Barrington Moore's Social Origins of Dictatorship and Democracy, published in 1966, is a modern classic of historical sociology that has been assigned to generations of students. I read large parts of it in college and again in grad school, but it was not until the other day, when I had occasion to take it down from the shelf and look at the first chapter, that it fully dawned on me why the book is so famous. At the same time, I realized that the kind of social-scientific writing on display in Social Origins is an endangered species.
The first chapter, "England and the Contributions of Violence to Gradualism," shows Moore's remarkable ability to outline a centuries-spanning argument in less than 40 pages, and to do it in prose of such clarity and directness that it can be understood by virtually any interested reader. The chapter's main question is why England/Britain's route to capitalist modernity culminated in parliamentary democracy (as opposed to dictatorship of right or left) and why it took the relatively peaceful and gradualist form that it did from the eighteenth century on. Compressed into a few sentences, the basic argument runs as follows: The key social-political development in early modern England was the destruction of the peasantry. This was the result of the enclosure (i.e., the seizure for private use) of common lands by landlords and their richer tenants. The enclosures were under way in the sixteenth century but accelerated in the seventeenth century, after the Civil War severely weakened the power of the monarchy, which had served as a brake on enclosing landlords and a protection for the peasants. The destruction of the peasantry effectively removed from "the historical agenda" two possibilities: the reactionary/conservative route to capitalist modernity (as in Germany, e.g.) and the social-revolutionary route (as in Russia and China). (p.30) There's a whole lot more there, but in highly oversimplified form that is the core of the argument in the first chapter.
For the moment I'm not interested in how much validity this argument has; to be blunt, I don't care whether it's right or not, at least not here. I'm certain it's been challenged and debated many times since Social Origins was published (and indeed, several of Moore's students produced major works bearing on the themes of the book). Rather, what I want to emphasize is the lucid way the argument is presented and Moore's mastery in handling multiple strands without ever losing sight of the central thread. Moreover, I don't think this clarity is entirely accidental (it's no accident, as a Marxist would say).
Although Social Origins (SO) was published in 1966, Moore began working on it years earlier, before the so-called behavioral revolution in the social sciences became so influential that even some Marxists felt they had to wrap their writing in the language of variables and falsifiability. As Theda Skocpol observed in a critical review-essay on SO published in 1973, the book "is not organized or written in the style of a scientist trying to elaborate clearly and minutely justify a falsifiable theory of comparative modernization. It is, rather, like a giant mural painted in words, in which a man who has contemplated the modern histories of eight major nations seeks to convey in broad strokes the moral and factual discoveries that he personally has made, about the various routes to the 'world of modern industry' traveled by his 'subject' countries, about the role of landed upper classes and peasantries in the politics of that transformation, and about the consequences of each route for human freedom and societal rationality." (T. Skocpol, Review of SO, reprinted in her Social Revolutions in the Modern World , p.26)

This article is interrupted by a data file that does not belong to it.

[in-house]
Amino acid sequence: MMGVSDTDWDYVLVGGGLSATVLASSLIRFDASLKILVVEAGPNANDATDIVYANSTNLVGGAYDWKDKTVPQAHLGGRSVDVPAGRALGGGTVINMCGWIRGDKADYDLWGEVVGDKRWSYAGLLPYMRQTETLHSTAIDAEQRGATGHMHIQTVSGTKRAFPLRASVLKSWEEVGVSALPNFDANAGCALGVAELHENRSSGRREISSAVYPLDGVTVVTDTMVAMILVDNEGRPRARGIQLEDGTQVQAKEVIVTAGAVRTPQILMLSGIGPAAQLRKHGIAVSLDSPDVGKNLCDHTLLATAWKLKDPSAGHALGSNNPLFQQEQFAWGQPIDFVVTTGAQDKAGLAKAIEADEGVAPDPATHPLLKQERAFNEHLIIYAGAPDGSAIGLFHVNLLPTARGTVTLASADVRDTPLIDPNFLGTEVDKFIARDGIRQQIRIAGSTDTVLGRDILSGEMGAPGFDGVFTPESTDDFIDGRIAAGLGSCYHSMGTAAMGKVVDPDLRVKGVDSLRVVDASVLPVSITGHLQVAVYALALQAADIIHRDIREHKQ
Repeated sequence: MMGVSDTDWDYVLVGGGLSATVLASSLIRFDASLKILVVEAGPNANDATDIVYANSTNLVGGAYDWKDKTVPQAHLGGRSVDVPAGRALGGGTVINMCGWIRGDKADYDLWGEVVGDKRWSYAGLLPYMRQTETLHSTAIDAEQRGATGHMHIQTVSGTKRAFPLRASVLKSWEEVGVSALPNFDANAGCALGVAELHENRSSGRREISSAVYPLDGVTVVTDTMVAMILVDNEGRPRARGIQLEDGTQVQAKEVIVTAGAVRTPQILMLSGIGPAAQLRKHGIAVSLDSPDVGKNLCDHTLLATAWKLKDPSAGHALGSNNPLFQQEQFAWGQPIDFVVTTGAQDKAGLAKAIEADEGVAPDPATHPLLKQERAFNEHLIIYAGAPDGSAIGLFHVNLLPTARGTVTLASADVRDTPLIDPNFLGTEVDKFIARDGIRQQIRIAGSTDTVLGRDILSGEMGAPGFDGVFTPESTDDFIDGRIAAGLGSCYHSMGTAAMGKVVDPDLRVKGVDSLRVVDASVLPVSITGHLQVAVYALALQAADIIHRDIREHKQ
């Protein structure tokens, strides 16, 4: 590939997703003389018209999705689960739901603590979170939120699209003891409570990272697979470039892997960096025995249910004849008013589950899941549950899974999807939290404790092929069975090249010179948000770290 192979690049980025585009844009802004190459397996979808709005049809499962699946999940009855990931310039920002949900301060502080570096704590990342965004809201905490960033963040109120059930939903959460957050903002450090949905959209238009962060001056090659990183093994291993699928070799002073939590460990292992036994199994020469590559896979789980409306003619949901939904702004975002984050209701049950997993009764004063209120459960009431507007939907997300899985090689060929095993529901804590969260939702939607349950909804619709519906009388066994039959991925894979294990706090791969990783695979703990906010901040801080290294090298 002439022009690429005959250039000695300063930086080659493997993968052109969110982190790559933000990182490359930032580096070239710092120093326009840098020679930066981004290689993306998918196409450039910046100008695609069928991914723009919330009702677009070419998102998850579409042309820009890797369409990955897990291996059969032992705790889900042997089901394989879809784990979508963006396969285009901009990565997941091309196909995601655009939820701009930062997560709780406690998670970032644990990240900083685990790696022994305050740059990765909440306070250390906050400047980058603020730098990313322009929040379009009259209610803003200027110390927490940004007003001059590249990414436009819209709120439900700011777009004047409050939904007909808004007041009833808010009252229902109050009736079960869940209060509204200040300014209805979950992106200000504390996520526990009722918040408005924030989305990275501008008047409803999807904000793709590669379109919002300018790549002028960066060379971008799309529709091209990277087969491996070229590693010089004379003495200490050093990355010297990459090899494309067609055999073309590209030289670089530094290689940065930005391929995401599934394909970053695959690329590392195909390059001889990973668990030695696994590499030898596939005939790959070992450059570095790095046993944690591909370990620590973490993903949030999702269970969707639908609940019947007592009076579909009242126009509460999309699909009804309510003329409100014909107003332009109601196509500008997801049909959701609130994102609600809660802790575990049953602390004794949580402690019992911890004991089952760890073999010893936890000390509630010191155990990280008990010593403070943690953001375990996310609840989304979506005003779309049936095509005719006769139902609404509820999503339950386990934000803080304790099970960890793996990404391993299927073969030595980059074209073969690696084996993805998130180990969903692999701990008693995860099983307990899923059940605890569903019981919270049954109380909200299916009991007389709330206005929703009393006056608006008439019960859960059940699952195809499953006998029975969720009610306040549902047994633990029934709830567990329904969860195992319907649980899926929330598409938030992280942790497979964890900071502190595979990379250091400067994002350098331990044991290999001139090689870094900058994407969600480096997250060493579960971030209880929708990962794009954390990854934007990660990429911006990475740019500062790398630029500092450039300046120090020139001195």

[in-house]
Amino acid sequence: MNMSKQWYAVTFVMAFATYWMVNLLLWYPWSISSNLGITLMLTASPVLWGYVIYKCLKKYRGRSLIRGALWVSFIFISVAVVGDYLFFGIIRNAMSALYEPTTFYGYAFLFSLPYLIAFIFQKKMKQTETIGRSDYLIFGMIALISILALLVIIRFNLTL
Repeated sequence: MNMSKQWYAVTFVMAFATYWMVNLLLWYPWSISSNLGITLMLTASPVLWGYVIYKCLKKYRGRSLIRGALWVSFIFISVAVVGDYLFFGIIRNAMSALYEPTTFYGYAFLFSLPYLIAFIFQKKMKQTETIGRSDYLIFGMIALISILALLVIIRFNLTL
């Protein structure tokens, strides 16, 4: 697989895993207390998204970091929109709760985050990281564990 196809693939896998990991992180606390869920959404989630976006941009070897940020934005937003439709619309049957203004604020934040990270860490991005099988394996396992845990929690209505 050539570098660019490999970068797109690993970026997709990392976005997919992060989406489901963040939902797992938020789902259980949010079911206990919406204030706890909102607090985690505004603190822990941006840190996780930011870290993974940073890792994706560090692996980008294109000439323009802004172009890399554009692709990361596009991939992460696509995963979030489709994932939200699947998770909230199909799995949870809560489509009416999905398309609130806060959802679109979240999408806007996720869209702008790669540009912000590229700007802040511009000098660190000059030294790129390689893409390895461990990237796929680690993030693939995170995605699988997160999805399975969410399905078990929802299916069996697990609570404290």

That SO is not written "in the style of a scientist" is no doubt one of the reasons I was struck so forcefully by the lucidity of the opening chapter when I looked at it the other day. My reaction, at a gut level, was something like: "My God, they're not writing like this anymore, are they?" In other words, Moore stands in contrast, it seems to me, to much of the historically-oriented social science being published today, which tends to be preoccupied with methodology, weighed down with references to 'causal mechanisms' and the like, and generally no fun to read. Perhaps that is academic 'progress'. Perhaps there has been a gain in scientific precision and cumulative knowledge. Indeed, as I have written in earlier posts, I think causal explanation is an entirely legitimate goal of social science.
Nonetheless, a growing methodological and theoretical sophistication has come at a cost. With one or two possible exceptions, I know of no work of historically-oriented social science (not history, but social science) published in the last 20 years that I could put into the hands of an intelligent, curious high school student and say: "Here, you will enjoy this and find it fascinating and your life will be changed and you will see the historical sweep of human sufferings and occasional triumphs and you will want to become a historical sociologist." No. Uh-huh. Not happening.
Well, look on the bright side: Social Origins is still in print.
P.S. (added 1/5): If you think the reference to methodological sophistication in this post is a throwaway, track down the Fall 2010 issue of the newsletter of the Am.Pol.Sci.Assn. Section for Qualitative and Multi-Method Research and look at the essays published under the heading "Symposium: Causal Mechanisms, Process Tracing, and Causal Inference."